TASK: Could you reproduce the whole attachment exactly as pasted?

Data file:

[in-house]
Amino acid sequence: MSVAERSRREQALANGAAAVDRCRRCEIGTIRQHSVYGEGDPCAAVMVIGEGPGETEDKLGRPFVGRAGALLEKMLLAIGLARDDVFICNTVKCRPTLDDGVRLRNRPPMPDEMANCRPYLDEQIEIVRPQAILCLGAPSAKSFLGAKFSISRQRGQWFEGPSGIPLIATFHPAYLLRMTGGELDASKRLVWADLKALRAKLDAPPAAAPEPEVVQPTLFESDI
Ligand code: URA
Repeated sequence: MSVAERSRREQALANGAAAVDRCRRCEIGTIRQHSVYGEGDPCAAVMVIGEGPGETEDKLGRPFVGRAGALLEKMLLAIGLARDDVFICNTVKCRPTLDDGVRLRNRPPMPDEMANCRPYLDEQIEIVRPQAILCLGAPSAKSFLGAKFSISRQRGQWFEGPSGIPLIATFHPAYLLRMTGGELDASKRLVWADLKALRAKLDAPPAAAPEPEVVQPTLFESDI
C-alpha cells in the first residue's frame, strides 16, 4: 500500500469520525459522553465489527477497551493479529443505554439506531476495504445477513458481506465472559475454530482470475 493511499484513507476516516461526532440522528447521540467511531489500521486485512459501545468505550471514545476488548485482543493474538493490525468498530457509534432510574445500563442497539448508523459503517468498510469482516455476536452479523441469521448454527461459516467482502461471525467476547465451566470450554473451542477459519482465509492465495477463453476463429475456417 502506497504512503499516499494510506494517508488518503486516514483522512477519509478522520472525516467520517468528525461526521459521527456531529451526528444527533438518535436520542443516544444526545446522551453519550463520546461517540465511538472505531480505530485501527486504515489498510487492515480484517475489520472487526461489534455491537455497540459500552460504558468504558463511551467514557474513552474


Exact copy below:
[in-house]
Amino acid sequence: MSVAERSRREQALANGAAAVDRCRRCEIGTIRQHSVYGEGDPCAAVMVIGEGPGETEDKLGRPFVGRAGALLEKMLLAIGLARDDVFICNTVKCRPTLDDGVRLRNRPPMPDEMANCRPYLDEQIEIVRPQAILCLGAPSAKSFLGAKFSISRQRGQWFEGPSGIPLIATFHPAYLLRMTGGELDASKRLVWADLKALRAKLDAPPAAAPEPEVVQPTLFESDI
Ligand code: URA
Repeated sequence: MSVAERSRREQALANGAAAVDRCRRCEIGTIRQHSVYGEGDPCAAVMVIGEGPGETEDKLGRPFVGRAGALLEKMLLAIGLARDDVFICNTVKCRPTLDDGVRLRNRPPMPDEMANCRPYLDEQIEIVRPQAILCLGAPSAKSFLGAKFSISRQRGQWFEGPSGIPLIATFHPAYLLRMTGGELDASKRLVWADLKALRAKLDAPPAAAPEPEVVQPTLFESDI
C-alpha cells in the first residue's frame, strides 16, 4: 500500500469520525459522553465489527477497551493479529443505554439506531476495504445477513458481506465472559475454530482470475 493511499484513507476516516461526532440522528447521540467511531489500521486485512459501545468505550471514545476488548485482543493474538493490525468498530457509534432510574445500563442497539448508523459503517468498510469482516455476536452479523441469521448454527461459516467482502461471525467476547465451566470450554473451542477459519482465509492465495477463453476463429475456417 502506497504512503499516499494510506494517508488518503486516514483522512477519509478522520472525516467520517468528525461526521459521527456531529451526528444527533438518535436520542443516544444526545446522551453519550463520546461517540465511538472505531480505530485501527486504515489498510487492515480484517475489520472487526461489534455491537455497540459500552460504558468504558463511551467514557474513552474